Supervisors or consultants should have an advanced degree in counselor education, or are doctoral students, as in case study 18 in Herlihy and Corey (2006) and have the experience and expertise to provide scholarly opinions and advice. They should understand the breadth of ethical decision making in a contemporary counseling setting, and have detailed knowledge of ethical codes (Remley & Herlihy, 2010). Additionally, supervisors should have an accurate sense of multicultural and diversity issues as well as experience in resolving ethical issues in various circumstances. As part of informed consent between the supervisee and supervisor, the supervisor must "make students aware of the myriad potential ethical issues facing counselors, including culture and diversity, technology, and boundary issues as contextual factors that affect the resolution of ethical dilemmas" (Herlihy & Corey, 2010, p. 237).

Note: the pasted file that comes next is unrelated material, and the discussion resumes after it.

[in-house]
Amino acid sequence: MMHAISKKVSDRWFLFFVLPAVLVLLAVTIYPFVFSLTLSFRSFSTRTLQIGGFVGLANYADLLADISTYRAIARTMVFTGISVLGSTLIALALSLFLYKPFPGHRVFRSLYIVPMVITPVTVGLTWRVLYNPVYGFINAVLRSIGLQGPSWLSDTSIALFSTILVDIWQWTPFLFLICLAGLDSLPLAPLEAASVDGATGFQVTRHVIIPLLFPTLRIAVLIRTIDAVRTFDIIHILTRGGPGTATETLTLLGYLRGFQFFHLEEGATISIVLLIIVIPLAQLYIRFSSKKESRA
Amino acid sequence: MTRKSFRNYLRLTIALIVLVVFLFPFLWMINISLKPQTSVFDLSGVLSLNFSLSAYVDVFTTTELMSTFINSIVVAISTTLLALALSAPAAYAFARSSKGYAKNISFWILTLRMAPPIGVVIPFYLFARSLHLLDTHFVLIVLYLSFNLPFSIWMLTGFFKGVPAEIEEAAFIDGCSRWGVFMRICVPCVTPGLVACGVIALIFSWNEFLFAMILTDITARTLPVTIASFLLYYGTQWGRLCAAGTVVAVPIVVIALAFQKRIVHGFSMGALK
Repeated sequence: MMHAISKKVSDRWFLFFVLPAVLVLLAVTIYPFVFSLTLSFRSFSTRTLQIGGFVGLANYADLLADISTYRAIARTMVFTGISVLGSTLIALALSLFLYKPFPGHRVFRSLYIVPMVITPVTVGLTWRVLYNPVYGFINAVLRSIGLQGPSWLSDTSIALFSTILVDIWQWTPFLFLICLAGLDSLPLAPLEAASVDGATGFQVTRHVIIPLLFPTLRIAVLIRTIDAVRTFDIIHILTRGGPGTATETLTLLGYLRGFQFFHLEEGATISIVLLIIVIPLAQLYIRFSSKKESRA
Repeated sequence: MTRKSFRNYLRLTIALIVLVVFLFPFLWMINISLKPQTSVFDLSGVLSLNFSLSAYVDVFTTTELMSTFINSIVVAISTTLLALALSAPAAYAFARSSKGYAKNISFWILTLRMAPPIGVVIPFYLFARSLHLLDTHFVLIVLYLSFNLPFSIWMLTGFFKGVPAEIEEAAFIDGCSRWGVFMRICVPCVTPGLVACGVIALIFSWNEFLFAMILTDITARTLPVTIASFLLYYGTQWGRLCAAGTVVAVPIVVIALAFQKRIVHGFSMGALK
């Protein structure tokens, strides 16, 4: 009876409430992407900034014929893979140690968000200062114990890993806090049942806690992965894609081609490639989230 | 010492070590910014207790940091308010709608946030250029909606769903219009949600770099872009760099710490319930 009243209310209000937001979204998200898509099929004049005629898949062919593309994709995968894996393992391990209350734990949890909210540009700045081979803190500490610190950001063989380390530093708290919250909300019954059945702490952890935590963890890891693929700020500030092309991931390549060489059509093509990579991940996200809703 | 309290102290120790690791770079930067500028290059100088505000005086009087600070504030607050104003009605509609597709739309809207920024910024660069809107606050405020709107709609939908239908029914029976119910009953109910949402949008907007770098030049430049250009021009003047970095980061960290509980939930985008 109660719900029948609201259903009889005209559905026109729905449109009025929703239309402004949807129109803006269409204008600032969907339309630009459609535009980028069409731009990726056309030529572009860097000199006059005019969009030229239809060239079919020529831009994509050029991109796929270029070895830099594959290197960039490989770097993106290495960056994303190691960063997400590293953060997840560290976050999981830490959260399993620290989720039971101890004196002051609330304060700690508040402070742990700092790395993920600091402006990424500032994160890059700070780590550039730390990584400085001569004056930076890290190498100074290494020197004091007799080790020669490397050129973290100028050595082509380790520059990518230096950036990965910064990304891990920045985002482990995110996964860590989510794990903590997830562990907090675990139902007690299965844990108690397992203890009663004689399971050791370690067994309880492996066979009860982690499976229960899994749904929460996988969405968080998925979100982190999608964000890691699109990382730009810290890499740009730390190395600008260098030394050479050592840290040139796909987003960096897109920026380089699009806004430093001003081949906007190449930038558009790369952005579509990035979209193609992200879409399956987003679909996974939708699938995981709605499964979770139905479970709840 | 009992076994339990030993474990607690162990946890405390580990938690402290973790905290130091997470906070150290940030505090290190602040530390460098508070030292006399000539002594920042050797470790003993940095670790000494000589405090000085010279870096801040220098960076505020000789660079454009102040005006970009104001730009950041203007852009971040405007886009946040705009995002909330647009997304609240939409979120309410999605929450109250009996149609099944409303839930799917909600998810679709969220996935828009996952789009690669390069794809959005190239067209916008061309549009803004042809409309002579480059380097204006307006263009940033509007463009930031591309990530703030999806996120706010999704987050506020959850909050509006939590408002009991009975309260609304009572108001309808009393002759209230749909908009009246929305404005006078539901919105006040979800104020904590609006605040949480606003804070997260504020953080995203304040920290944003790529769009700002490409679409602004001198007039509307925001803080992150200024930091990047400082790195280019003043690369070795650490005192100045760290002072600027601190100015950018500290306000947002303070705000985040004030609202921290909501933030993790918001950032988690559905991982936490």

Evaluating My Role as an Ethical Counselor
Herlihy and Corey (2006) believe "a strong working alliance between supervisor and supervisee is essential for supervisee growth and development" (p. 235). This relationship assists the supervisee as he or she becomes an ethical and competent counselor. As an ethical counselor seeking supervision, I will not hesitate to express my mistakes as well as my fears to my supervisor. In return, I will expect encouragement, constructive and fair criticism, and direction (Corey, 2006). When a supervisor cannot help, he or she will refer me to a professional who has information or experience necessary for my development and growth.